Google Lets LGBTQ Kids Attend Pride Parade In VR

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Google Lets LGBTQ Kids Attend Pride Parade In VR
December 14, 2016

Google wants people who can’t attend Pride Parades to do so virtually. And the result is an emotional one they might not ever forget. 

 

Earlier this year their #prideforeveyone campaign made it possible for people to don the company’s inexpensive Google cardboard attachments from anywhere in the world to experience a Pride parade.

 

"Since then, we’ve distributed Google Cardboard and the virtual Pride experience to more than 20 groups and nonprofits, worldwide," said Editor of Google's Education Blog.

 

Today the blog released a story about founder of the Sergio Urrego Foundation, Alba Reyes, who uses the virtual reality glasses to bring the Pride Parade to students in Bogota, Colombia.

 

Her story begins with a recount of the premature death of her son who took his own life after being caught kissing another boy at school, “Unfortunately, neither I nor his friends were able to prevent the harassment and isolation he felt.”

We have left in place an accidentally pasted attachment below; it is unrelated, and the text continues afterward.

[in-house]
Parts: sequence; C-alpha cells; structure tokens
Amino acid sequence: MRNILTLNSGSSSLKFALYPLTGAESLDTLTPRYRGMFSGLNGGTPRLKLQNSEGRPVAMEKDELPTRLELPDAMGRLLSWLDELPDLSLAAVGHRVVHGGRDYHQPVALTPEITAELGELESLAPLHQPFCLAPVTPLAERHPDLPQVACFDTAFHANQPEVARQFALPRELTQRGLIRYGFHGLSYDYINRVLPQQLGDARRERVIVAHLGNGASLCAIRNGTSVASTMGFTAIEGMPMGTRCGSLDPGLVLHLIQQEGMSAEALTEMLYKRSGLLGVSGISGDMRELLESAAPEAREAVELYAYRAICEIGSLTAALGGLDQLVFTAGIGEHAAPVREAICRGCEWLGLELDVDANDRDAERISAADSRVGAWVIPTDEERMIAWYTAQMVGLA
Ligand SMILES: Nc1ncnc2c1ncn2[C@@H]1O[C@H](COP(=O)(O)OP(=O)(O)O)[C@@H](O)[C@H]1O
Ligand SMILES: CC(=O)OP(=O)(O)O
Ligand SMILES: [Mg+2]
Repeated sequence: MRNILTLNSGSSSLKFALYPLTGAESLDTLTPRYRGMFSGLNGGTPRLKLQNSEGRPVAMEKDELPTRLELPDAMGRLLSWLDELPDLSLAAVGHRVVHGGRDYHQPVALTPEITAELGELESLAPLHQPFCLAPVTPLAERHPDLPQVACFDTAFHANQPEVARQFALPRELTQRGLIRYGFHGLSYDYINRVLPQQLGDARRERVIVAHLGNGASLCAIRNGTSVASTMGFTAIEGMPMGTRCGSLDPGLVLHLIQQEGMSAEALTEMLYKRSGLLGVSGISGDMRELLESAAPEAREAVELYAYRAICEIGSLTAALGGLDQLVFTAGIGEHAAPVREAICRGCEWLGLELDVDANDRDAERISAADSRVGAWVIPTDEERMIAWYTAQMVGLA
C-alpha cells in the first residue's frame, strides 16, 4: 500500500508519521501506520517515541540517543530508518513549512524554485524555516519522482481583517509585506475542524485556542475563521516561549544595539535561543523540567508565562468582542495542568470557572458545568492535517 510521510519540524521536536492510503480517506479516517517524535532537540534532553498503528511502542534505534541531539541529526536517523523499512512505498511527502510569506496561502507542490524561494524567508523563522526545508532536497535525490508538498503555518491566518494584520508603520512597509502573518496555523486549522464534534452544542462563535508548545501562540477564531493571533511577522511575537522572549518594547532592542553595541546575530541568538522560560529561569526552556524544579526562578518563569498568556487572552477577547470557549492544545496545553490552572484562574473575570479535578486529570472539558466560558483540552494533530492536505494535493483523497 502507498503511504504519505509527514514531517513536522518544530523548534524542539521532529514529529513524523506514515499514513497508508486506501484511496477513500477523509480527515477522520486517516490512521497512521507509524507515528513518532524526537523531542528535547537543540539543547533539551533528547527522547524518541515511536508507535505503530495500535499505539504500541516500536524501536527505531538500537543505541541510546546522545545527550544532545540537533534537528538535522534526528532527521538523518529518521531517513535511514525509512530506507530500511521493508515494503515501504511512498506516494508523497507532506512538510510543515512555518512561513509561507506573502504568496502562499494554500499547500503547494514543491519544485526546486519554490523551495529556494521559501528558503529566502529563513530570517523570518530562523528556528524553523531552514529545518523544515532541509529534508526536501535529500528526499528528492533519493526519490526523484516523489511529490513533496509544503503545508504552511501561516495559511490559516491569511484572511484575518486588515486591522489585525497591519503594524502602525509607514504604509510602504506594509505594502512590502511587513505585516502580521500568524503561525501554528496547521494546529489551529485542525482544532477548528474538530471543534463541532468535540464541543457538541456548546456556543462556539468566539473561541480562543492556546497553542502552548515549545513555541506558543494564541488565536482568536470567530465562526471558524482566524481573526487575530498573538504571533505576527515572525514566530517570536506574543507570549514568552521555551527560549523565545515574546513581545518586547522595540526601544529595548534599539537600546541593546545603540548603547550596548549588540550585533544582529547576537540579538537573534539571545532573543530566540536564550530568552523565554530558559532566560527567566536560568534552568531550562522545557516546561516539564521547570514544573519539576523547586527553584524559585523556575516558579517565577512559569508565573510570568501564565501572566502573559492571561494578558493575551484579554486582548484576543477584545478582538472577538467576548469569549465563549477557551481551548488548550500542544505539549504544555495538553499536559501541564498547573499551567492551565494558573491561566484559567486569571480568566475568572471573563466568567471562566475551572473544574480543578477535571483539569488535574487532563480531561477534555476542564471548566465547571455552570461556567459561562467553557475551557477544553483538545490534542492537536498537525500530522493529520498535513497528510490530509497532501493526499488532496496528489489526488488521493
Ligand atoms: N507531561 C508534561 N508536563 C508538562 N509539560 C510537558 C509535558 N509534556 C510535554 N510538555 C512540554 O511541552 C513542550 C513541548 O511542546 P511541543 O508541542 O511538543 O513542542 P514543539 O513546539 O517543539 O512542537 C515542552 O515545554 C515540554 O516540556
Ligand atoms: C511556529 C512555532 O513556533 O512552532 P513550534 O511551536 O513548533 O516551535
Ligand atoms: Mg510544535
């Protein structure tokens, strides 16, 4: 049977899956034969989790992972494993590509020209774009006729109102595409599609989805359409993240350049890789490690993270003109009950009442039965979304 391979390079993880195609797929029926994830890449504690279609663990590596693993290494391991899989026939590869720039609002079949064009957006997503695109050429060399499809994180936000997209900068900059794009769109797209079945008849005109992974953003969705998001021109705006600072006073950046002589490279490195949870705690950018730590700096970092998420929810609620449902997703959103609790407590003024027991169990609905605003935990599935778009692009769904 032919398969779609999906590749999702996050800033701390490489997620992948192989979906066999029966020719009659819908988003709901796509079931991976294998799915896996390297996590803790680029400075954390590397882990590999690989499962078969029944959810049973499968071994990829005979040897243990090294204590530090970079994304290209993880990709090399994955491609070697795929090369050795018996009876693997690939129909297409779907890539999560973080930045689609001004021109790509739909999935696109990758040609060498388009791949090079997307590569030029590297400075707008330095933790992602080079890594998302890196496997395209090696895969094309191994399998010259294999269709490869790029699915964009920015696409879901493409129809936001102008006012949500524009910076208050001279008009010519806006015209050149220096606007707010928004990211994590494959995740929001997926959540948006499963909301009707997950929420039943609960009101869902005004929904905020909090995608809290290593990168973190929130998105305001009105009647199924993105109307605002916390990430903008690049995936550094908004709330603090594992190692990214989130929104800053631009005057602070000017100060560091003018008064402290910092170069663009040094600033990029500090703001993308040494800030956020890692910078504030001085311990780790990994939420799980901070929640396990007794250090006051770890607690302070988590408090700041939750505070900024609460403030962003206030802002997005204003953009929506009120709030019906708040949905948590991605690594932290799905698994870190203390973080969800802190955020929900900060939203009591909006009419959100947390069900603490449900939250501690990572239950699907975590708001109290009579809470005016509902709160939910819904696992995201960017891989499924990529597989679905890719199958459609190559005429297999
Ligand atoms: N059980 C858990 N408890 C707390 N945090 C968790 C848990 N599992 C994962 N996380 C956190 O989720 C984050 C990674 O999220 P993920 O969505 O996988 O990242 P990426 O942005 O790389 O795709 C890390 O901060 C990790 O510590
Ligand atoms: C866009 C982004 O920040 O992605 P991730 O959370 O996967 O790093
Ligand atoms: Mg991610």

School administrators bullied her son with daily physiological tests, constantly asking questions about his sexuality. His mother says he never told her about any of the harassment. 

 

One day, after school, Sergio said goodbye to his friends online and took his own life. Since then, his mother has made it her goal through the Sergio Urrego Foundation to allow kids within Columbia to experience the power of a pride parade through Google virtual reality.

 

Urrego says that LGBT children feel more isolated than the rest of the population and it is through her workshops utilizing the virtual experience that people both gay and straight, can understand what it means to be empowered and inclusive.

 

"It's important that every boy and girl in Columbia see a Pride parade," she said in a YouTube video (see below) featuring her workshop. "This summer, we used Google Cardboard to give students in my workshops a way to experience Pride parades from across the globe. Most of these students have never seen a LGBTQ Pride parade. But with virtual reality, they can learn more about the global LGBT community, and feel supported by a global community that celebrates diversity.”

 

After the workshop viewing Urrego says many organizations such as Ministry of Information and Communication Technologies have taken notice and want more of them throughout the country.

 

“My fight is not just for my child,” said Urrego. “It’s for all children who have endured discrimination and bullying from their peers, teachers and community.”

 

You can see the emotional impact the virtual experience had on one group of students in Urrego's workshop in the video below. 

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